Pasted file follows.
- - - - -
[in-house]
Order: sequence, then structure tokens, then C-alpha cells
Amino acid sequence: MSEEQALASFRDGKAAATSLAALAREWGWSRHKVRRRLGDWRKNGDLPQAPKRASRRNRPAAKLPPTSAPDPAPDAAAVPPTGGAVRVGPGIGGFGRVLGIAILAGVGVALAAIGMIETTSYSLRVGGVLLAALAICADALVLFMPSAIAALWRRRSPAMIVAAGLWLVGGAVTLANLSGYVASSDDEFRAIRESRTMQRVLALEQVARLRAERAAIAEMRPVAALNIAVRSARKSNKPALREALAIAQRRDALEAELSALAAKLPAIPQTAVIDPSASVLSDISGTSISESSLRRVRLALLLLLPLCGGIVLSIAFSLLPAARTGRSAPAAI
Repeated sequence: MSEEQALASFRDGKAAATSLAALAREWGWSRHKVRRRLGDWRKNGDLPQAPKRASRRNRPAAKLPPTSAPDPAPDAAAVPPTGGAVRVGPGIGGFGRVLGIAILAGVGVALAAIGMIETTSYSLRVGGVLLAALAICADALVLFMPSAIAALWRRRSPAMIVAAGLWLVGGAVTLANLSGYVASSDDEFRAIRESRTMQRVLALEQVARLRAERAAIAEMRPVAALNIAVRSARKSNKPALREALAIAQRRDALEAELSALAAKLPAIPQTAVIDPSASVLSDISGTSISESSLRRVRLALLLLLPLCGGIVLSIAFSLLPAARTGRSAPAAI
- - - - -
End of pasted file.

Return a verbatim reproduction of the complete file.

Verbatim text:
[in-house]
Order: sequence, then structure tokens, then C-alpha cells
Amino acid sequence: MSEEQALASFRDGKAAATSLAALAREWGWSRHKVRRRLGDWRKNGDLPQAPKRASRRNRPAAKLPPTSAPDPAPDAAAVPPTGGAVRVGPGIGGFGRVLGIAILAGVGVALAAIGMIETTSYSLRVGGVLLAALAICADALVLFMPSAIAALWRRRSPAMIVAAGLWLVGGAVTLANLSGYVASSDDEFRAIRESRTMQRVLALEQVARLRAERAAIAEMRPVAALNIAVRSARKSNKPALREALAIAQRRDALEAELSALAAKLPAIPQTAVIDPSASVLSDISGTSISESSLRRVRLALLLLLPLCGGIVLSIAFSLLPAARTGRSAPAAI
Repeated sequence: MSEEQALASFRDGKAAATSLAALAREWGWSRHKVRRRLGDWRKNGDLPQAPKRASRRNRPAAKLPPTSAPDPAPDAAAVPPTGGAVRVGPGIGGFGRVLGIAILAGVGVALAAIGMIETTSYSLRVGGVLLAALAICADALVLFMPSAIAALWRRRSPAMIVAAGLWLVGGAVTLANLSGYVASSDDEFRAIRESRTMQRVLALEQVARLRAERAAIAEMRPVAALNIAVRSARKSNKPALREALAIAQRRDALEAELSALAAKLPAIPQTAVIDPSASVLSDISGTSISESSLRRVRLALLLLLPLCGGIVLSIAFSLLPAARTGRSAPAAI